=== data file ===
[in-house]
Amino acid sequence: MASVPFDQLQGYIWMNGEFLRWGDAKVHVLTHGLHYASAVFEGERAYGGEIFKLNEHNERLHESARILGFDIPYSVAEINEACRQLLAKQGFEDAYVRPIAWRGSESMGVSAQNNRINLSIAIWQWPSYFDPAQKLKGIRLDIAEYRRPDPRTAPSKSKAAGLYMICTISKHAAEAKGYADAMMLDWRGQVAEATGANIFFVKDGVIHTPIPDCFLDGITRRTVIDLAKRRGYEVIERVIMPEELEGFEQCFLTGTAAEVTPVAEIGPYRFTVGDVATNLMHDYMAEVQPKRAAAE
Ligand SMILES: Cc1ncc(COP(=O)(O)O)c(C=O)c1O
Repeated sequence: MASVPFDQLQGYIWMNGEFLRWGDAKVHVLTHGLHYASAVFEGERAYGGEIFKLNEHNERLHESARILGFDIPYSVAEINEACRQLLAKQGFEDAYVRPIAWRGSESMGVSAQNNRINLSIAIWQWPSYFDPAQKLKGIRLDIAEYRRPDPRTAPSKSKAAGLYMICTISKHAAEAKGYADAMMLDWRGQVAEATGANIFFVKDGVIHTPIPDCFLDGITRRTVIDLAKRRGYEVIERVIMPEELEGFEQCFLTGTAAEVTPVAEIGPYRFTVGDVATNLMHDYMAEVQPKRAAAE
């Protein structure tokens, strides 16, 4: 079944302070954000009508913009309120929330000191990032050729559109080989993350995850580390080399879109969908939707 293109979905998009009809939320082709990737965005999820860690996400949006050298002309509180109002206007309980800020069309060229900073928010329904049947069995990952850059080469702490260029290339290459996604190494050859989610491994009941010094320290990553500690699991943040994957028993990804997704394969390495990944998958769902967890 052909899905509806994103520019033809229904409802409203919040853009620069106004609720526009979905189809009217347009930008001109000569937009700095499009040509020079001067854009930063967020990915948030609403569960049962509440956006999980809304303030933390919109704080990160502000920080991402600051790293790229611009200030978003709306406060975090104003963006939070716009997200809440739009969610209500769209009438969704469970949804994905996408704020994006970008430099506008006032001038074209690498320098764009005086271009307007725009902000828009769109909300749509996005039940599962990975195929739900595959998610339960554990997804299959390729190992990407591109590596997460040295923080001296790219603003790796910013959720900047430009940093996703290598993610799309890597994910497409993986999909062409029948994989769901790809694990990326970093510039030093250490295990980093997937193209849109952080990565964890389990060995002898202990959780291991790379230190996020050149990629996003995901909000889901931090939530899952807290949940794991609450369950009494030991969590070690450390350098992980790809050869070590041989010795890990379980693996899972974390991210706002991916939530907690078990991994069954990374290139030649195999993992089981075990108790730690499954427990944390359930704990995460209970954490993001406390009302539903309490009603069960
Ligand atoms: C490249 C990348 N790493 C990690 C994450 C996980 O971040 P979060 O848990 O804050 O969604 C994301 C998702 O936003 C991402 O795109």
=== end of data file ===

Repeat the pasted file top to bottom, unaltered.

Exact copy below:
[in-house]
Amino acid sequence: MASVPFDQLQGYIWMNGEFLRWGDAKVHVLTHGLHYASAVFEGERAYGGEIFKLNEHNERLHESARILGFDIPYSVAEINEACRQLLAKQGFEDAYVRPIAWRGSESMGVSAQNNRINLSIAIWQWPSYFDPAQKLKGIRLDIAEYRRPDPRTAPSKSKAAGLYMICTISKHAAEAKGYADAMMLDWRGQVAEATGANIFFVKDGVIHTPIPDCFLDGITRRTVIDLAKRRGYEVIERVIMPEELEGFEQCFLTGTAAEVTPVAEIGPYRFTVGDVATNLMHDYMAEVQPKRAAAE
Ligand SMILES: Cc1ncc(COP(=O)(O)O)c(C=O)c1O
Repeated sequence: MASVPFDQLQGYIWMNGEFLRWGDAKVHVLTHGLHYASAVFEGERAYGGEIFKLNEHNERLHESARILGFDIPYSVAEINEACRQLLAKQGFEDAYVRPIAWRGSESMGVSAQNNRINLSIAIWQWPSYFDPAQKLKGIRLDIAEYRRPDPRTAPSKSKAAGLYMICTISKHAAEAKGYADAMMLDWRGQVAEATGANIFFVKDGVIHTPIPDCFLDGITRRTVIDLAKRRGYEVIERVIMPEELEGFEQCFLTGTAAEVTPVAEIGPYRFTVGDVATNLMHDYMAEVQPKRAAAE
């Protein structure tokens, strides 16, 4: 079944302070954000009508913009309120929330000191990032050729559109080989993350995850580390080399879109969908939707 293109979905998009009809939320082709990737965005999820860690996400949006050298002309509180109002206007309980800020069309060229900073928010329904049947069995990952850059080469702490260029290339290459996604190494050859989610491994009941010094320290990553500690699991943040994957028993990804997704394969390495990944998958769902967890 052909899905509806994103520019033809229904409802409203919040853009620069106004609720526009979905189809009217347009930008001109000569937009700095499009040509020079001067854009930063967020990915948030609403569960049962509440956006999980809304303030933390919109704080990160502000920080991402600051790293790229611009200030978003709306406060975090104003963006939070716009997200809440739009969610209500769209009438969704469970949804994905996408704020994006970008430099506008006032001038074209690498320098764009005086271009307007725009902000828009769109909300749509996005039940599962990975195929739900595959998610339960554990997804299959390729190992990407591109590596997460040295923080001296790219603003790796910013959720900047430009940093996703290598993610799309890597994910497409993986999909062409029948994989769901790809694990990326970093510039030093250490295990980093997937193209849109952080990565964890389990060995002898202990959780291991790379230190996020050149990629996003995901909000889901931090939530899952807290949940794991609450369950009494030991969590070690450390350098992980790809050869070590041989010795890990379980693996899972974390991210706002991916939530907690078990991994069954990374290139030649195999993992089981075990108790730690499954427990944390359930704990995460209970954490993001406390009302539903309490009603069960
Ligand atoms: C490249 C990348 N790493 C990690 C994450 C996980 O971040 P979060 O848990 O804050 O969604 C994301 C998702 O936003 C991402 O795109």